RecSys15

RecSys15 333http://2015.recsyschallenge.com/ is an implicit feedback dataset, containing click and purchase events from an online e-commerce website. We only work with the training file in the original dataset, and keep the click events with timestamps. We filter sequences of length less than 15, and use final 2 clicks as future, and the first 13 clicks as history. We do not filter out duplicate items, and as a result the same item could appear in both history and target parts. After preprocessing, we are left with 168,202 sequences. 80%, 10%, and 10% of sequences are randomly split into training, validation, and test sets, respectively. An item vocabulary is built only using items in the training set, leaving us with 32,117 unique items.

(a) MovieLens-20M (b) RecSys15 444Implicit Matrix Factorization resulted in the score of 0.0176, 0.0878, and 0.0402 respectively for precision@10, recall@10, and nDCG@10, and is not shown in here
Figure 2: Precision, Recall, and nDCG with varying number of mixture components on (a) MovieLens-20M and (b) RecSys15.

Metric

There are various metrics that could be used to evaluate the performance of a recommender system. In this paper, we use precision, recall, and nDCG. Higher values indicate better performance under these metrics.

We denote top-k recommended items by , where the items are ranked by the recommendation system; and we denote target items by .

Precision@k

calculates the fraction of top-k recommended items which are overlapping with target items.

(21)
Recall@k

calculates the fraction of target items which are overlapping with top-k recommended items.

(22)
nDCG@k

computes the quality of ranking, by comparing the recommendation DCG with the optimal DCG (Järvelin and Kekäläinen, 2002). In implicit feedback datasets, relevance scores for items in the target set are assigned to 1. DCG@k is calculated as

(23)

The optimal DCG is calculated as

(24)

nDCG@k is calculated as

(25)

Result

Table 1 summarizes the results of our experiments. As MovieLens has no duplicate items in a sequence, RVI is not used on that dataset. From the result on MovieLens, we first observe that the proposed RNN-ATT-RNN-4,8 model consistently outperformed the other methods in all the metrics by large margins. Second, we see that CBoI-FF does not work well regardless of the number of components used, while the performance is substantially improved with the recurrent encoder. Third, comparing between the two baseline models, Item-CF outperforms IMF by a good margin across all metrics.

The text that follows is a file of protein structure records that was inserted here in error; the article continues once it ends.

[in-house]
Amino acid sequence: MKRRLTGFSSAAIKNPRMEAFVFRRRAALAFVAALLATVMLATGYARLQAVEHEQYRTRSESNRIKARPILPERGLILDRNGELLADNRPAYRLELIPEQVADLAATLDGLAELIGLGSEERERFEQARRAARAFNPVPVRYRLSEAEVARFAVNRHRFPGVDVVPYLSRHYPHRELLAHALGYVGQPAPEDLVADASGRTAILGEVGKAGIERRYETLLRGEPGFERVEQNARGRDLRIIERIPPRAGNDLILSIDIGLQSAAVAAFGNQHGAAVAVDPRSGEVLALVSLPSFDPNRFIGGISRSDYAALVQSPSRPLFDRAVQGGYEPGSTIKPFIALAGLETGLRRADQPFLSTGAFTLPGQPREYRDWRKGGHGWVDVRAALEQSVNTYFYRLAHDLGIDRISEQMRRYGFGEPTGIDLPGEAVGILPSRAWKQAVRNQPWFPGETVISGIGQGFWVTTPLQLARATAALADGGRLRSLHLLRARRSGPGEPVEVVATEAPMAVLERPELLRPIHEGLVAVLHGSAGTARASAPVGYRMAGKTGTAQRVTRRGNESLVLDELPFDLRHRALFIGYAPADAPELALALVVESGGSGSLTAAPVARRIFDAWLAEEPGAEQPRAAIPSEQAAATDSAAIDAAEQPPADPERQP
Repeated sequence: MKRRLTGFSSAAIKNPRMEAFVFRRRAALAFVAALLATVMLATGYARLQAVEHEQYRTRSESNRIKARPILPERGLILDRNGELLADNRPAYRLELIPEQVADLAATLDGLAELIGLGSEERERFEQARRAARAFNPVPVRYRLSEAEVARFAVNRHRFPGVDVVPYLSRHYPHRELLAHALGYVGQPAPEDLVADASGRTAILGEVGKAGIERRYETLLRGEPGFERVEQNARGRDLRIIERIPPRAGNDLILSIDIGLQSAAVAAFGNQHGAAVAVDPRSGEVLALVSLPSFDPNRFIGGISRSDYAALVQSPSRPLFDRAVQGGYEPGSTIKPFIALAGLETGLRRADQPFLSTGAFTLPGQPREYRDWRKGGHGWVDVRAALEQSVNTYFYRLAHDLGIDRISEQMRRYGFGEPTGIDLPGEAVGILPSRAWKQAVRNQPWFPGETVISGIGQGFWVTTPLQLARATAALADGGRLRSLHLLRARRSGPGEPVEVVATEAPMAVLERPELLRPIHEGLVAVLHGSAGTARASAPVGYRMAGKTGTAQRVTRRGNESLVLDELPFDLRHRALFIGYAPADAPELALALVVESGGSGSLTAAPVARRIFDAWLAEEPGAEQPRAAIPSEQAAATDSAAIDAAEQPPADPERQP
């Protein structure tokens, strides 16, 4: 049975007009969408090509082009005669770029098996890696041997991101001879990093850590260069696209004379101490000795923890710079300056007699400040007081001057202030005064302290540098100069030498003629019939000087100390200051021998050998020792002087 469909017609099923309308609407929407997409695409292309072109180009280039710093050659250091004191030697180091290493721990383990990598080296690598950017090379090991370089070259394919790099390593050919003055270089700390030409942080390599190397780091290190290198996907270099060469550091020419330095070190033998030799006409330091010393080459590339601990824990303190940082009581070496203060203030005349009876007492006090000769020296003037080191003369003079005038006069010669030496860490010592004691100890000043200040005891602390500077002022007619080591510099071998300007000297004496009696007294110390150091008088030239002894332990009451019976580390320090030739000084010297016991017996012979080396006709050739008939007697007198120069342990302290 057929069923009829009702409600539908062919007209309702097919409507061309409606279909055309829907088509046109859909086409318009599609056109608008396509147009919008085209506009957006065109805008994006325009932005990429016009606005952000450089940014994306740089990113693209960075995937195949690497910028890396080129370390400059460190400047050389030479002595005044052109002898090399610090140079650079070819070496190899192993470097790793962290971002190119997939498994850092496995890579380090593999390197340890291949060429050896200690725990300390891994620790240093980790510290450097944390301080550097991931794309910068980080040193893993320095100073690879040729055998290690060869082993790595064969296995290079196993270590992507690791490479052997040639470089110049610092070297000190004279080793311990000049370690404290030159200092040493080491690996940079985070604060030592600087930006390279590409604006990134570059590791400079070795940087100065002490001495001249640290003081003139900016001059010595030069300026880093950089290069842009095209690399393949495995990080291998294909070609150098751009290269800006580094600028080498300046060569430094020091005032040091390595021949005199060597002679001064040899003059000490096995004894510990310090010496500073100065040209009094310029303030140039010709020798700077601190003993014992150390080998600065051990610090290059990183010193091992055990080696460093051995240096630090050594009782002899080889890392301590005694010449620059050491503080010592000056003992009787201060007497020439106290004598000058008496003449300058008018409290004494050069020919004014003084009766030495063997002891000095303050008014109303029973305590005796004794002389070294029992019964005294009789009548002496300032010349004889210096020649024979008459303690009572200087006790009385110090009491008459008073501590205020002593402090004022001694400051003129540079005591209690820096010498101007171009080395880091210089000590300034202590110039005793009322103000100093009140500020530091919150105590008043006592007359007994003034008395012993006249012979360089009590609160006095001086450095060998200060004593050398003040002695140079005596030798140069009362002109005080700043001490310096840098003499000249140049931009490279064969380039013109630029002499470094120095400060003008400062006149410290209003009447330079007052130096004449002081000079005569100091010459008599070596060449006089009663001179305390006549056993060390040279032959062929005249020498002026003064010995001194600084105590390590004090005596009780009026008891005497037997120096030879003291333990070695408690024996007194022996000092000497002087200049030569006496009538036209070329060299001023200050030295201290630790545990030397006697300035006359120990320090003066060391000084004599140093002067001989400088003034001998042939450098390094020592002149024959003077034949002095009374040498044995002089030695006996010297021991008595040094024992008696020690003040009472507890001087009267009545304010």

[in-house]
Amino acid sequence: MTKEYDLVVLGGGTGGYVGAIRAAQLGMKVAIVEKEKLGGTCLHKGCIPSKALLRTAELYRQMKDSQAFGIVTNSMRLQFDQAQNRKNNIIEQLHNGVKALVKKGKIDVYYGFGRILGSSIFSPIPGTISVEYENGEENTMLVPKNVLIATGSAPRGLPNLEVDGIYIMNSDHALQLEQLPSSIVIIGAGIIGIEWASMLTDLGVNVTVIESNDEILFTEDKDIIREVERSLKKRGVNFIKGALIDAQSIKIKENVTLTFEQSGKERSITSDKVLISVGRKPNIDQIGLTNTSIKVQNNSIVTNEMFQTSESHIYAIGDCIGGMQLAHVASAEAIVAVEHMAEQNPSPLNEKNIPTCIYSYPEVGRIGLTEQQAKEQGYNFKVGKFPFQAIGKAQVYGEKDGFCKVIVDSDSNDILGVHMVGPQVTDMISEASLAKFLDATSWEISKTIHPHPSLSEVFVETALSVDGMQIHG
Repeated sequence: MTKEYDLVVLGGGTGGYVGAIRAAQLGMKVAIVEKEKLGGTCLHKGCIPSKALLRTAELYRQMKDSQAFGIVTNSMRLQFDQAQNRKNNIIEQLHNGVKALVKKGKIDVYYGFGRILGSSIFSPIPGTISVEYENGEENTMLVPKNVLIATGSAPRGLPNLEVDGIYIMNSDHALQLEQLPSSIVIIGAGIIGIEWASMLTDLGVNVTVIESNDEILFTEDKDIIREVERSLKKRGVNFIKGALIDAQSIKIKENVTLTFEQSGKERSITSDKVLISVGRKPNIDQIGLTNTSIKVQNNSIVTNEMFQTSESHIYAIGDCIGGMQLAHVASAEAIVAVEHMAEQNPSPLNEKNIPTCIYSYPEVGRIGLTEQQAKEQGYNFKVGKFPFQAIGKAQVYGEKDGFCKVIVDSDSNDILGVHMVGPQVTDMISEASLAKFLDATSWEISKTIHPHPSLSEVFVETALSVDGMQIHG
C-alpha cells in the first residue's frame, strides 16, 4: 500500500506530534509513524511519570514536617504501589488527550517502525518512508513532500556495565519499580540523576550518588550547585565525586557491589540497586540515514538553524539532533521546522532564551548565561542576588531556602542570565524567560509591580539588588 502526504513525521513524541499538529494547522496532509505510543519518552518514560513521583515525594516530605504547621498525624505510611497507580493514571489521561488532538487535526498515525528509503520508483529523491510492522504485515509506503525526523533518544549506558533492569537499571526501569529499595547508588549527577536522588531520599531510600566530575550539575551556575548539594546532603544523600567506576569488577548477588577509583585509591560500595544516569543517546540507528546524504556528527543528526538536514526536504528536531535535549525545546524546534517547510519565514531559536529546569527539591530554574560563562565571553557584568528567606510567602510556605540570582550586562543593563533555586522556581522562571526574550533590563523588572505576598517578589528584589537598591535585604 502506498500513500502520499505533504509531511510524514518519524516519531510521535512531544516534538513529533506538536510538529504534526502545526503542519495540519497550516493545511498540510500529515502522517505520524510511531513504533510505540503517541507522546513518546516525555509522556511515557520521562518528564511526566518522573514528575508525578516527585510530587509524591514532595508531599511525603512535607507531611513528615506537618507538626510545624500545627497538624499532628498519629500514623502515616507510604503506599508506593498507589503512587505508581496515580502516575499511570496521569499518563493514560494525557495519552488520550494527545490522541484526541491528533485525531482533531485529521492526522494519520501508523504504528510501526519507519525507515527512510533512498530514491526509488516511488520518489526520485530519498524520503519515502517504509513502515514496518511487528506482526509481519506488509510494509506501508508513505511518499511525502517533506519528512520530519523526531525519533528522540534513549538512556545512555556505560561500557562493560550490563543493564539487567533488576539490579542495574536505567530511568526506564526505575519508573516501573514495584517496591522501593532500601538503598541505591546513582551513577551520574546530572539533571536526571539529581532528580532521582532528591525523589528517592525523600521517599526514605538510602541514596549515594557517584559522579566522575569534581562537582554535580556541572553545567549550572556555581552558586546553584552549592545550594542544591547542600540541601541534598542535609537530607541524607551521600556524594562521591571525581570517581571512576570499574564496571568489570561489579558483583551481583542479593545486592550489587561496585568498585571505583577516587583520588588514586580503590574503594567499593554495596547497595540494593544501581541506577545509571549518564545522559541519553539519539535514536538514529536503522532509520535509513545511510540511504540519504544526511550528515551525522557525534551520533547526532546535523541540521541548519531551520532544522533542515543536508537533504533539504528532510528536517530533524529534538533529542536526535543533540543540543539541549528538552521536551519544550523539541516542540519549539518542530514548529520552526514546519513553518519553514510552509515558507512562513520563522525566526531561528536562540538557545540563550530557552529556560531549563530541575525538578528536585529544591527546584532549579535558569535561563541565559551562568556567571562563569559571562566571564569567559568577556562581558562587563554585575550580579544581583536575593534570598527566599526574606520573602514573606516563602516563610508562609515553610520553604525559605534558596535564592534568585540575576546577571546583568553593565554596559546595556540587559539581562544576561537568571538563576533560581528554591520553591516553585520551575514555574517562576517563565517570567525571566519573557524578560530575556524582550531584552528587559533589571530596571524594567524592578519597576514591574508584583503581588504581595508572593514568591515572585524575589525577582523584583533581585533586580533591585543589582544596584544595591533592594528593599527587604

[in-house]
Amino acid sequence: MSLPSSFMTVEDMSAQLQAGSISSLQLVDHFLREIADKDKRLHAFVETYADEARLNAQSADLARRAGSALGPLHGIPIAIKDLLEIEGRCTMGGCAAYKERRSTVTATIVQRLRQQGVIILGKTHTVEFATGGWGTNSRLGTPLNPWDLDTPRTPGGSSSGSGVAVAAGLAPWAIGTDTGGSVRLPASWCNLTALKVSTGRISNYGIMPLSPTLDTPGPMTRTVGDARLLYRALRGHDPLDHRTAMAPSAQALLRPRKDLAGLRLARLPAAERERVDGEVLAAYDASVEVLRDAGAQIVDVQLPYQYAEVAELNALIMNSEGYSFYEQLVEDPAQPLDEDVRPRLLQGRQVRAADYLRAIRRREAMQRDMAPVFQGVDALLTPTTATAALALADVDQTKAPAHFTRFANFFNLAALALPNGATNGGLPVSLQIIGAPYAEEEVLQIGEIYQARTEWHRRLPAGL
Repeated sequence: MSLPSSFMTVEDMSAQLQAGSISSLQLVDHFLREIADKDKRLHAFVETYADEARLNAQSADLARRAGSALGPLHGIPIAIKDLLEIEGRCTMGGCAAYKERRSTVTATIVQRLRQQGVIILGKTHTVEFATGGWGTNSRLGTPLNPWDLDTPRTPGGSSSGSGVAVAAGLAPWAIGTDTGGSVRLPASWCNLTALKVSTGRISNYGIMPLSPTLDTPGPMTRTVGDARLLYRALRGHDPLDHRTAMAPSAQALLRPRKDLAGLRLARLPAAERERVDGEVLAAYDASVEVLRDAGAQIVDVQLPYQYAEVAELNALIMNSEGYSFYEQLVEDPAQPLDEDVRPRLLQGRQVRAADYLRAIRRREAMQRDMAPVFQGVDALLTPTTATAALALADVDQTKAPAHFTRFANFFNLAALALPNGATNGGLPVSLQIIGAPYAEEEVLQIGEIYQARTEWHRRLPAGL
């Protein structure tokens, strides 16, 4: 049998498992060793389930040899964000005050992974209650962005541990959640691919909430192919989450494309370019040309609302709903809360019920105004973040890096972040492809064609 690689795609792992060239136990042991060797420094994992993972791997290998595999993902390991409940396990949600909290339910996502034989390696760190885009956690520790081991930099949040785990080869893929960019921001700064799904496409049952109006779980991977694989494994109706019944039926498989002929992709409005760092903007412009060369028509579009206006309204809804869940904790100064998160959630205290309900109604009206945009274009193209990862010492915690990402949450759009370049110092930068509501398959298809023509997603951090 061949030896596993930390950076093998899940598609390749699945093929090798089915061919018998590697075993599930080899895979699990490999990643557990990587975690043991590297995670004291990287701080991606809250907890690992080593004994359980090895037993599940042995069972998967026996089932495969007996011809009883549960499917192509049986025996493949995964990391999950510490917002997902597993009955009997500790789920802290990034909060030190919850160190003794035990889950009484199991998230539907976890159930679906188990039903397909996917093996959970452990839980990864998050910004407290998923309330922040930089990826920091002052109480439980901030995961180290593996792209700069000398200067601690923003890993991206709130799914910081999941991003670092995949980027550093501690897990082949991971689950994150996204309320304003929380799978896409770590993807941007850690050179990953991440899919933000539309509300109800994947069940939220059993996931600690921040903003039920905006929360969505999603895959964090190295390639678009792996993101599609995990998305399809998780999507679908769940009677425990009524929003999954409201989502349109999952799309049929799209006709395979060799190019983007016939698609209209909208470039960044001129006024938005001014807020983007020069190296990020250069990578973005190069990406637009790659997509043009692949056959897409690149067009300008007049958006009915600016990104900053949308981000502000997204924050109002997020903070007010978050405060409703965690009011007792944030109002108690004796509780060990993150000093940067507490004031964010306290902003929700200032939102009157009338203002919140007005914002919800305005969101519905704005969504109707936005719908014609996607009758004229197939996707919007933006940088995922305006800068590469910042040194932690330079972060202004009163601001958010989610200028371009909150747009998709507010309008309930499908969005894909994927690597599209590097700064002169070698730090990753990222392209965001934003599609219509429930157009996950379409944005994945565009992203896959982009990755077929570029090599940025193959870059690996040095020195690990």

On RecSys15, besides the similar trends we see from MovieLens, there are several new observations. First, RVI outperforms all the models except for the RNN-ATT-RNN-{2,4,8} on Precision@10 and Recall@10. This result is in line with Song, Elkahky, and He (2016). They also observed the competitive performance from using previous day’s clicks on news recommendation. Secondly, IMF is the worst performing model on this dataset. We conjecture that this is because that IMF only recommends items a user has not interacted with, while in clicking streams like RecSys15, items in the history are likely to reappear in the future.

To better understand the effect of mixture components on various model architecture, we group by the number of component used across various models and visualize the result in Fig. 2. We observe that RNN-ATT-RNN- achieves most visible improvement as the number of mixture components increases. We also notice that for all MDN-based architectures, using two mixtures always achieves better result compared with using one mixture. However, unless the attention mechanism is used we see diminishing improvements with more components.

The experiments have revealed that it is clearly beneficial to capture the multimodal nature of prediction in a recommender system. This is however only possible with the right choice of user representation and right mechanism for generating mixture parameters. In these experiments, our novel approach, the attention-based recurrent history representation combined with the recurrent decoder, was found to be the best choice in both datasets. We have further learned that the user preference is not static across time, and that it is beneficial to model the user history as a sequence rather than a bag.

Conclusion & Future Work

In this paper, we proposed a method to construct a recommender system by generating the probability density function over future item vectors. The proposed model combines recurrent user history representation with a mixture density network, where a novel attention-based recurrent mixture density has been proposed to output each mixture component sequentially. The experiments on two publicly available datasets, MovieLens-20M and RecSys 15, have demonstrated significant improvement in recall, precision, and nDCG compared against various baselines, validating the advantage of modelling the multimodal nature of the predictive distribution in a recommendation system.